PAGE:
Objective(s) An individual's risk of developing cardiovascular disease (CVD) is influenced by genetic factors. This study focussed on mapping genetic loci for CVD-risk traits in a unique population isolate derived from Norfolk Island. Methods This investigation focussed on 377 individuals descended from the population founders. Principal component analysis was used to extract orthogonal components from 11 cardiovascular risk traits. Multipoint variance component methods were used to assess genome-wide linkage using SOLAR to the derived factors. A total of 285 of the 377 related individuals were informative for linkage analysis. Results A total of 4 principal components accounting for 83% of the total variance were derived. Principal component 1 was loaded with body size indicators; principal component 2 with body size, cholesterol and triglyceride levels; principal component 3 with the blood pressures; and principal component 4 with LDL-cholesterol and total cholesterol levels. Suggestive evidence of linkage for principal component 2 (h2 = 0.35) was observed on chromosome 5q35 (LOD = 1.85; p = 0.0008). While peak regions on chromosome 10p11.2 (LOD = 1.27; p = 0.005) and 12q13 (LOD = 1.63; p = 0.003) were observed to segregate with principal components 1 (h2 = 0.33) and 4 (h2 = 0.42), respectively. Conclusion(s): This study investigated a number of CVD risk traits in a unique isolated population. Findings support the clustering of CVD risk traits and provide interesting evidence of a region on chromosome 5q35 segregating with weight, waist circumference, HDL-c and total triglyceride levels. PMID:19339786
Wavelet decomposition based principal component analysis for face recognition using MATLAB
NASA Astrophysics Data System (ADS)
Sharma, Mahesh Kumar; Sharma, Shashikant; Leeprechanon, Nopbhorn; Ranjan, Aashish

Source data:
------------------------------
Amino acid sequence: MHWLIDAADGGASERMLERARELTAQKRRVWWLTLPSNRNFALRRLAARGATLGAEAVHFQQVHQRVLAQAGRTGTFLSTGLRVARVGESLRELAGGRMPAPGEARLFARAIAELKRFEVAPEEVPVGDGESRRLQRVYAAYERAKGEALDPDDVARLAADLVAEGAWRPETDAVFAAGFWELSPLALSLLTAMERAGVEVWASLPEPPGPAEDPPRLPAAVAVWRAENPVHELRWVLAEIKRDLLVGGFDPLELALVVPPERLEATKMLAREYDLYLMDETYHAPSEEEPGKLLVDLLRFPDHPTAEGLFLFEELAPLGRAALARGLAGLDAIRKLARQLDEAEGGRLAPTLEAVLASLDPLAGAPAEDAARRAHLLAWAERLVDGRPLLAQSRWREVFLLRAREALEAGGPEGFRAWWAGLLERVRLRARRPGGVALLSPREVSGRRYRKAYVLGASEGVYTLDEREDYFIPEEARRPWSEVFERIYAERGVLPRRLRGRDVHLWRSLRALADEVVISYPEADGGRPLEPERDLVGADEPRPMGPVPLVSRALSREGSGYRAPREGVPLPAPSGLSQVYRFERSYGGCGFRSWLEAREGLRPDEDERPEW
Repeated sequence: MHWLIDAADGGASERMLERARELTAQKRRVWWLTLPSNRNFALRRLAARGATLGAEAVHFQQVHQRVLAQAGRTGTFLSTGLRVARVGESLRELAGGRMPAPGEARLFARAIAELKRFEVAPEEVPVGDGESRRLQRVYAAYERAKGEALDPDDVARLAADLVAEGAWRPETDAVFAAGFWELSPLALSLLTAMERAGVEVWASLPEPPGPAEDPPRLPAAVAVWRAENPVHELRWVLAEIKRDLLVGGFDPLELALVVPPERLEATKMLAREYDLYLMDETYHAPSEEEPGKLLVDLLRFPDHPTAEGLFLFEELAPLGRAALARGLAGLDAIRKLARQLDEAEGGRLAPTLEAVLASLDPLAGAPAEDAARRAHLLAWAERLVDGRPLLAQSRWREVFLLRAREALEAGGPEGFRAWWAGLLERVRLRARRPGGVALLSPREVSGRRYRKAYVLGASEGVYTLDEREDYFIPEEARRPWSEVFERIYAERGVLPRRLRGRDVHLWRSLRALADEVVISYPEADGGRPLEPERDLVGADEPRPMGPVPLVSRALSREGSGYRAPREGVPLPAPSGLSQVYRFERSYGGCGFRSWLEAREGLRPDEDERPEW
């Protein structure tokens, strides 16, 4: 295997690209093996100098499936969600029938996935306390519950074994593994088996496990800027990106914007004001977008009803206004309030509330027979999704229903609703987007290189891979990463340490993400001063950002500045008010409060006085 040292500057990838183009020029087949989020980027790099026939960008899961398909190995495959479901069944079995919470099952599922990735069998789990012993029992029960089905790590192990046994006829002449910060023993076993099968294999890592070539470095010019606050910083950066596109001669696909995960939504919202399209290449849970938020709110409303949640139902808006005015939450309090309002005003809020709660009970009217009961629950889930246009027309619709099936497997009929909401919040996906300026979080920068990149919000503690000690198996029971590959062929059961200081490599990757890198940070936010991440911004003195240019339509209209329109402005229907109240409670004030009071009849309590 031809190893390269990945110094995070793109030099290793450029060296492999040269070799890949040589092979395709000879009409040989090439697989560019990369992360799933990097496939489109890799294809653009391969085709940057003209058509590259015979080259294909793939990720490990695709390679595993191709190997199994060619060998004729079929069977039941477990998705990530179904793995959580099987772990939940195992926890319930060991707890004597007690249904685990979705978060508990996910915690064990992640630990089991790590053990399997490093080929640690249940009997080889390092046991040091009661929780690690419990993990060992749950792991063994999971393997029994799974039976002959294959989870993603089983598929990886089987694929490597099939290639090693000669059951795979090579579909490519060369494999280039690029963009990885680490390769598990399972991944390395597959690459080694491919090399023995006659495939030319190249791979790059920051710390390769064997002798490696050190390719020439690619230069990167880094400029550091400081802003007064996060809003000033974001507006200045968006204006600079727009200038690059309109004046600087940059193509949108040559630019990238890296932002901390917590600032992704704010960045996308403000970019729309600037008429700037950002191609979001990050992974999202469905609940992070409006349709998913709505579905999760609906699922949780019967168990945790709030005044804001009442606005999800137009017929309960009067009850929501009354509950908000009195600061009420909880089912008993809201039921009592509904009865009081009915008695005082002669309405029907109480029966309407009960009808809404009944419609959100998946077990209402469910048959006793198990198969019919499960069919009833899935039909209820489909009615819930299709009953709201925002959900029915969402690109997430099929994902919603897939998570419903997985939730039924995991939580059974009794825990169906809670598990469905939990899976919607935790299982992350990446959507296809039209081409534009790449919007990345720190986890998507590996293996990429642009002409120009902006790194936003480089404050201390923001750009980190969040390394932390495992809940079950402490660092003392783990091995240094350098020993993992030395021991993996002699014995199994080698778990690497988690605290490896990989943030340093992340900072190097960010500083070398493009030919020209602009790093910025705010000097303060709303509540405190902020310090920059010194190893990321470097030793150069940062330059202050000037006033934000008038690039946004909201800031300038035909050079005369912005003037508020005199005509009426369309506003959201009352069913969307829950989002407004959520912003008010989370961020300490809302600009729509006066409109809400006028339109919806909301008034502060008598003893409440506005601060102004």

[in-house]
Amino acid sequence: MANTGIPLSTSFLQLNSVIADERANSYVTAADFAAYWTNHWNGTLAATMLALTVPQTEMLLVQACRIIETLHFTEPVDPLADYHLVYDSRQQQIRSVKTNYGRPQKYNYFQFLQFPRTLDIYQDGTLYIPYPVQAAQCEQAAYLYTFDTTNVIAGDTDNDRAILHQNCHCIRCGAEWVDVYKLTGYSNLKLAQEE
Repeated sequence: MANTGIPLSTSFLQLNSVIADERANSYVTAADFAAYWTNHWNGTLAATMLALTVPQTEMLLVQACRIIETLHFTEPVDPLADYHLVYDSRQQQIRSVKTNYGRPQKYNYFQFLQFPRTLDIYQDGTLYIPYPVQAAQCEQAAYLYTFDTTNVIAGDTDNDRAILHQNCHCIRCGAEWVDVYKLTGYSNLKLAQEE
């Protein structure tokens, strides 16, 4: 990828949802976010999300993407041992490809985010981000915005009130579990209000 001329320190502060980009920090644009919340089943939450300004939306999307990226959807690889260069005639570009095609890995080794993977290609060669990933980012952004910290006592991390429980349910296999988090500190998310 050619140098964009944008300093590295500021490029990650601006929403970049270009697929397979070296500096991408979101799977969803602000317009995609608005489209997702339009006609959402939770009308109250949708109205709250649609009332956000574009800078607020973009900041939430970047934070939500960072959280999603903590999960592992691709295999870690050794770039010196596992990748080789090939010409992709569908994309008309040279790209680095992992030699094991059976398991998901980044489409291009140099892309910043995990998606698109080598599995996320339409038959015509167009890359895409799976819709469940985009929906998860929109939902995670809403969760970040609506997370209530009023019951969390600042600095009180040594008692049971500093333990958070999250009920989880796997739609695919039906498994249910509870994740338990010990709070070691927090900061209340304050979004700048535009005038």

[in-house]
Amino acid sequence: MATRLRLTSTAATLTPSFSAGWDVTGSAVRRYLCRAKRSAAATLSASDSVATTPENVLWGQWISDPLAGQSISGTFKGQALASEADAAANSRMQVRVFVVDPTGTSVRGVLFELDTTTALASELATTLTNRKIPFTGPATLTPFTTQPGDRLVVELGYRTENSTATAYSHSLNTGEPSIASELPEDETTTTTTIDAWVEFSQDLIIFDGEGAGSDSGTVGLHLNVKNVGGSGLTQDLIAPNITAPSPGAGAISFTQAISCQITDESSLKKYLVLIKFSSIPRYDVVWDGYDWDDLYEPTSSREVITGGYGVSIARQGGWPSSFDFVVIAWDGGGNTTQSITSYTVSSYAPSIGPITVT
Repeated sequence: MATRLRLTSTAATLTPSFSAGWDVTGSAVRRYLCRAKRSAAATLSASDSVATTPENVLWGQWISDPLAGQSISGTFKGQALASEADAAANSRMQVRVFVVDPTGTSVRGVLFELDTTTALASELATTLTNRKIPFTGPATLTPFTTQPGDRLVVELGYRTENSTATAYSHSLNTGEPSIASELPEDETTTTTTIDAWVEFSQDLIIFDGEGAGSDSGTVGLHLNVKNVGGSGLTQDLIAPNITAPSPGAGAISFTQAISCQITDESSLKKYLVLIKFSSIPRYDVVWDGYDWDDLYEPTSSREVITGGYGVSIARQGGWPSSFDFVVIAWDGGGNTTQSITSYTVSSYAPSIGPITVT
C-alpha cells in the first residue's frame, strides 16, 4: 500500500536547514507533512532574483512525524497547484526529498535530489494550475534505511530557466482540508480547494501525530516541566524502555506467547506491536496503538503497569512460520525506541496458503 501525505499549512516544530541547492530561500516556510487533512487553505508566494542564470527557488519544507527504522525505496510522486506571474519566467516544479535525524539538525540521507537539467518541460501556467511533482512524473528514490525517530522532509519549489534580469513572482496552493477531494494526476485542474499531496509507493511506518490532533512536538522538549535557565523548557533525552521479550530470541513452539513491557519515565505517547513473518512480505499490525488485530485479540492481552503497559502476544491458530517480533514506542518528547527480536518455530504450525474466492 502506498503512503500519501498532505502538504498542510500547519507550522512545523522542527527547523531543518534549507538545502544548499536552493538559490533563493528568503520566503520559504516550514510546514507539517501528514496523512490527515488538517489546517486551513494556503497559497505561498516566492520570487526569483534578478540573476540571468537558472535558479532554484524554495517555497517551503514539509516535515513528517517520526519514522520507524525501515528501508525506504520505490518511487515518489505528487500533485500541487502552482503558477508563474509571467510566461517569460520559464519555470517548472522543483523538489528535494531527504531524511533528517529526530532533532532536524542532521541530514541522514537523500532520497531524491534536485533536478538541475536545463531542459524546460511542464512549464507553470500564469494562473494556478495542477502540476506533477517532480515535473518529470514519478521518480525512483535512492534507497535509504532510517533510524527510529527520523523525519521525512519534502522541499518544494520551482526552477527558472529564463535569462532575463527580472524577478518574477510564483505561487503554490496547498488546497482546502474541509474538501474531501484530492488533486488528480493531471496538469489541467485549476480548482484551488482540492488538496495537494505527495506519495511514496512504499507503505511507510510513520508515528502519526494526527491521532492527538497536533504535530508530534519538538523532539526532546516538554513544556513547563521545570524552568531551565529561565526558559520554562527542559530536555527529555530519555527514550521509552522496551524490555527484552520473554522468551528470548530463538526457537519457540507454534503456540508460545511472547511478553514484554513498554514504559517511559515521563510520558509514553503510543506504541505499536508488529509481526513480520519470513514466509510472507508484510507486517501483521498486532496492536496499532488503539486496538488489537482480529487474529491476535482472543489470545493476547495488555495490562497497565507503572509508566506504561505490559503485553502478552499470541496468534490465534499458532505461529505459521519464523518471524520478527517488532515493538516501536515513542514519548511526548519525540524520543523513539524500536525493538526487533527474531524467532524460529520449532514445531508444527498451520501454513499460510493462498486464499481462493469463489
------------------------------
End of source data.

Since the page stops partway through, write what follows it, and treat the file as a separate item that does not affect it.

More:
2016-03-01
For the realization of face recognition systems in the static as well as in the real time frame, algorithms such as principal component analysis, independent component analysis, linear discriminate analysis, neural networks and genetic algorithms are used for decades. This paper discusses an approach which is a wavelet decomposition based principal component analysis for face recognition. Principal component analysis is chosen over other algorithms due to its relative simplicity, efficiency, and robustness features. The term face recognition stands for identifying a person from his facial gestures and having resemblance with factor analysis in some sense, i.e. extraction of the principal component of an image. Principal component analysis is subjected to some drawbacks, mainly the poor discriminatory power and the large computational load in finding eigenvectors, in particular. These drawbacks can be greatly reduced by combining both wavelet transform decomposition for feature extraction and principal component analysis for pattern representation and classification together, by analyzing the facial gestures into space and time domain, where, frequency and time are used interchangeably. From the experimental results, it is envisaged that this face recognition method has made a significant percentage improvement in recognition rate as well as having a better computational efficiency.